Outtakes and Vagabonds: What does it mean to be an American?

It’s a national argument that seems to erupt in periodic waves. One year nobody’s thinking about it, the next year, bam.

Flag-waving, flag-burning. The non-historic pledge of allegiance…or not. Birth certificates. Standing with (or without) hand over heart for the mediocre national anthem at football games.

By what standards, through what lessons do we define ourselves as Americans?

I once had an experience which provided a simple answer of stunning and simple clarity to that debate.

In the early 1970’s, a zig in my film-biz career plunked me in England for one summer, working on a small British film set entirely in the English Midlands. A lot of crazy, hilarious and troubling things happened that summer. Do I correctly recall a free lance composer climbing through my window in the hotel where most of us were staying? Like that.

The town was so insignificant, if you sent me a letter, you’d have to write the name of the town and after that “Nr. Rugby,” i.e., near Rugby, or the post office probably wouldn’t find it. We were “nr” a few places, like Coventry and Birmingham but were never a stand-alone town.

Once, for some reason, I visited the cemetery and ran into the town’s priest, who swept his arm over the gravestones and said, “You’ll notice there are only a few last names here. Intermarriage. They’re all idiots.”

There was nothing much to do there other than going to the Wheatsheaf, the local pub, after work, drinking shandies and playing skittles or darts, at which I got good enough to win a tournament.

I was The American, whose alien ways were to be wondered at and fondly mocked. At some point early on I noticed that the production’s males went to the pub, but my women pals didn’t. I asked my friend Mary about this. She thought about it for a few seconds and said, with awakening chagrin, “I guess it’s because the traditional role of Englishmen is to go out to work, stop at the pub on the way home but the women, even if they work, go home to prepare dinner and wait for the men.”

I pointed out that on a film location the women weren’t going home to cook for the men. We were all going out to eat. Besides, the chauvinism was a tad regressive, at least in my rambunctious home country. After that, Mary and other women came to the pub after work. I was quietly proud of my revolution, even if it was as contained as the town.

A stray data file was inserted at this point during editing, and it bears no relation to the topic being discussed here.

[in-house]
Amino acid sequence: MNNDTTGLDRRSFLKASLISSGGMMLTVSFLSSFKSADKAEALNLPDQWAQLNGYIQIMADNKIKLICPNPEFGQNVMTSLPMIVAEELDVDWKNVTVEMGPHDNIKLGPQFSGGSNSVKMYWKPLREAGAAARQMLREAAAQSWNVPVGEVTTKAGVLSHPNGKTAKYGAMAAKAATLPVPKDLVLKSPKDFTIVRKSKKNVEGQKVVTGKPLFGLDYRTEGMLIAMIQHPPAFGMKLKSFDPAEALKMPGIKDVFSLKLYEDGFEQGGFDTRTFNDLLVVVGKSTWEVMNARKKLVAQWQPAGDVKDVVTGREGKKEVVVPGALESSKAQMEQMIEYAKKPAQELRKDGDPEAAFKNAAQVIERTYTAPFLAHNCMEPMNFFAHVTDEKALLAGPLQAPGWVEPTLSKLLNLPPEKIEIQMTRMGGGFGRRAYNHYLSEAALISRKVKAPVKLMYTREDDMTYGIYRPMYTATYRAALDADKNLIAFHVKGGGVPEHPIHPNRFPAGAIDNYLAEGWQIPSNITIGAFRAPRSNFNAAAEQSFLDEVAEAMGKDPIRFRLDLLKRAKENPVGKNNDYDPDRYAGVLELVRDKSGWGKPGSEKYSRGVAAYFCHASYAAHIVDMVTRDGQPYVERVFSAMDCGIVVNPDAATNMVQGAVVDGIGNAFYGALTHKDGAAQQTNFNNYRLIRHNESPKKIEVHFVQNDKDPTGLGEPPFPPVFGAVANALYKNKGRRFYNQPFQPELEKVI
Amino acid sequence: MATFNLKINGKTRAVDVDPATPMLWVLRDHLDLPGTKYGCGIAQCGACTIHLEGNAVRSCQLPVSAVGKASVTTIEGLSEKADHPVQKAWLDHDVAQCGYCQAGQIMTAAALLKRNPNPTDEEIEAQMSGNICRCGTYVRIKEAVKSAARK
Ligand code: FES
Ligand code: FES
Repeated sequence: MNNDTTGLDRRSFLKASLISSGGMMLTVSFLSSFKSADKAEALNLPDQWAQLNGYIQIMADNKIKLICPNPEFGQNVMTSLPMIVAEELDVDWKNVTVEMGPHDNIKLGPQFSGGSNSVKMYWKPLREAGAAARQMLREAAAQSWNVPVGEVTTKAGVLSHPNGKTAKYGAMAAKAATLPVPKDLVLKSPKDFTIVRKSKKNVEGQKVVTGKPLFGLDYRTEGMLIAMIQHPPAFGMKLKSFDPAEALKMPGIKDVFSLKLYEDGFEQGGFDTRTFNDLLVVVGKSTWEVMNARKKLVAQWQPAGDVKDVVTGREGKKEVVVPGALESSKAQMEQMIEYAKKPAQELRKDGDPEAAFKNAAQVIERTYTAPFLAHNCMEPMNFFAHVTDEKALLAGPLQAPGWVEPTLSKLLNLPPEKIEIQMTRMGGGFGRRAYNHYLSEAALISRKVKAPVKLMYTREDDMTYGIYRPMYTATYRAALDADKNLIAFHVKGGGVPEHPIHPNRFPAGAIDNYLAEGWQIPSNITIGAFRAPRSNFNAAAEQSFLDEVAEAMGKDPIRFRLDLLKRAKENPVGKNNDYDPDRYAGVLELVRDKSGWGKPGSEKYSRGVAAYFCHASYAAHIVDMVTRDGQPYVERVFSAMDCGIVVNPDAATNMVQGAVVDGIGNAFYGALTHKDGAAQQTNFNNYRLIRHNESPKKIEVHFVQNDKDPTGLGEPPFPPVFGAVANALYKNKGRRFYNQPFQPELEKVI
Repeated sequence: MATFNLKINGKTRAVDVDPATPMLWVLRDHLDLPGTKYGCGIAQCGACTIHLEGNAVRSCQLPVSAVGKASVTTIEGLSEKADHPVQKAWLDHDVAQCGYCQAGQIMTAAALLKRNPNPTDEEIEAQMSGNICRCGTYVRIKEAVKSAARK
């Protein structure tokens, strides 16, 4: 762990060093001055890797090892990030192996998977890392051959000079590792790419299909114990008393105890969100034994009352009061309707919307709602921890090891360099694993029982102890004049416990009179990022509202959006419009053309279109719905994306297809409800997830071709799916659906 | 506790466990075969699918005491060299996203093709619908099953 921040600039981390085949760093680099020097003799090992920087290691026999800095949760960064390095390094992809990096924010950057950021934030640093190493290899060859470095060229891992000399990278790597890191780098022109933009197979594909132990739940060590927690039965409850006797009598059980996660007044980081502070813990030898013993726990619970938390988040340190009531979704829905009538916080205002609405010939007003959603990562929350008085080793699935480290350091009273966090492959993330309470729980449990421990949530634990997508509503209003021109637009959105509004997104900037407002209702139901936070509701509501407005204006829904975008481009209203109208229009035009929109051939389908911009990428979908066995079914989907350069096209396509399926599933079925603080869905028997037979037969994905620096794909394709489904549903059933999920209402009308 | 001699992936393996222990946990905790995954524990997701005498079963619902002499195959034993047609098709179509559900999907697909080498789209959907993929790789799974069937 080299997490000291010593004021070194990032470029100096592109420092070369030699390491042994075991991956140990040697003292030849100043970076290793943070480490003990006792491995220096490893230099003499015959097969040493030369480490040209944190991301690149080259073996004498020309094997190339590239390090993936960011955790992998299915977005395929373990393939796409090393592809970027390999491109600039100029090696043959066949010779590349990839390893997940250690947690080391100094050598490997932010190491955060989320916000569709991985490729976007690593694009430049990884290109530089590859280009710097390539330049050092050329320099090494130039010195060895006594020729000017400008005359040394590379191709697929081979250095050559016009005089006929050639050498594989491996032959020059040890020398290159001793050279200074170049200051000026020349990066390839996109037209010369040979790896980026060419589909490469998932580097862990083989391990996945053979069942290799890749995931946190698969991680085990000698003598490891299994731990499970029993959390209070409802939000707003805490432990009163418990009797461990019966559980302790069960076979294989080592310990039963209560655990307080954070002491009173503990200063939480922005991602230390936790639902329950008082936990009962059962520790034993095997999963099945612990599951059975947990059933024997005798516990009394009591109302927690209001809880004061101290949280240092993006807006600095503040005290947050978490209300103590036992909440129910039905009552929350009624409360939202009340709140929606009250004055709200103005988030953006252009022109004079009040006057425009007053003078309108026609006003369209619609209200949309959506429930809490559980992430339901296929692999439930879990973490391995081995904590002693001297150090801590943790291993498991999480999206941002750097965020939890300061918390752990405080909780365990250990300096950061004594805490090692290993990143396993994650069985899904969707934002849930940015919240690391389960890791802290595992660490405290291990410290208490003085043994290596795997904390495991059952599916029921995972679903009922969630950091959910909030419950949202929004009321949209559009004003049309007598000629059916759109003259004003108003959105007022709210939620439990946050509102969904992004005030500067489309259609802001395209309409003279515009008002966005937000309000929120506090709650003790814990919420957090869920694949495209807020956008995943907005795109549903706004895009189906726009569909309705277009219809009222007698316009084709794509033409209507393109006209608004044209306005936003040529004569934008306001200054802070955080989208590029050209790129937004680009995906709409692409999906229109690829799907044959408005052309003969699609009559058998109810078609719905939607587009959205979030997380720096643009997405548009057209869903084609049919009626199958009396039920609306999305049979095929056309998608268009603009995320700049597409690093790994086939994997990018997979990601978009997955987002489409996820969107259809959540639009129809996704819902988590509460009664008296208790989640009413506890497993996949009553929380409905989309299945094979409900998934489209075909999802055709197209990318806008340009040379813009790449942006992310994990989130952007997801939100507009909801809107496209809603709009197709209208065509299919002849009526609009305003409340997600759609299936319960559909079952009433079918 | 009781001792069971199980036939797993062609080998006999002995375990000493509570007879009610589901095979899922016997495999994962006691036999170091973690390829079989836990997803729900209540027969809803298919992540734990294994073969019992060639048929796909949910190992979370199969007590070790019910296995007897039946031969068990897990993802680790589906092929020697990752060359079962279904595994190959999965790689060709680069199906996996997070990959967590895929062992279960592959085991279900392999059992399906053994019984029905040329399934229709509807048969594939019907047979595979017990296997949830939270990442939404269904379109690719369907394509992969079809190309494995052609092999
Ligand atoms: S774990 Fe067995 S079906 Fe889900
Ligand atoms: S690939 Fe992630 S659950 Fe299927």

I had a job title but no work attached to it. I found this irritating. So, to keep myself busy, I made friends. I’d walk around town and drop in at the various offices the film had rented for the duration. (One of those offices was in an old windmill; another, the editing room, was in a trailer.)

In another old building was our chief accountant, Peter Lancaster. I liked Peter a lot so one of my established residences was sitting on Peter’s floor as he worked.

One day, offhandedly I asked Peter, “Where do you come from?”

“Lancashire,” he said.

“Oh, right,” I said delightedly. “Lancaster, Lancashire.” Then I followed up with the question we Americans all ask each other at the beginning of friendships. “But where did your family come from before Lancashire?”

Peter looked bewildered. Then he said, “Well, Lancashire. We’ve always come from Lancashire.”

That one casual exchange conveyed the essence of American history: except for original peoples, we all came from somewhere else. We all came from somewhere else.

This was, for me, an epiphany.

I think we’re the only country on our planet where we each have an answer to that question. The question and its answers resonate throughout our history, our contemporary lives, our politics, our beliefs. The answer is why our international relationships are riddled with misunderstandings and why Americans who don’t want to absorb it resort to violence against The Others — although we are all The Others.

The question and its answers are the core of our existence.

All of us came from somewhere else.

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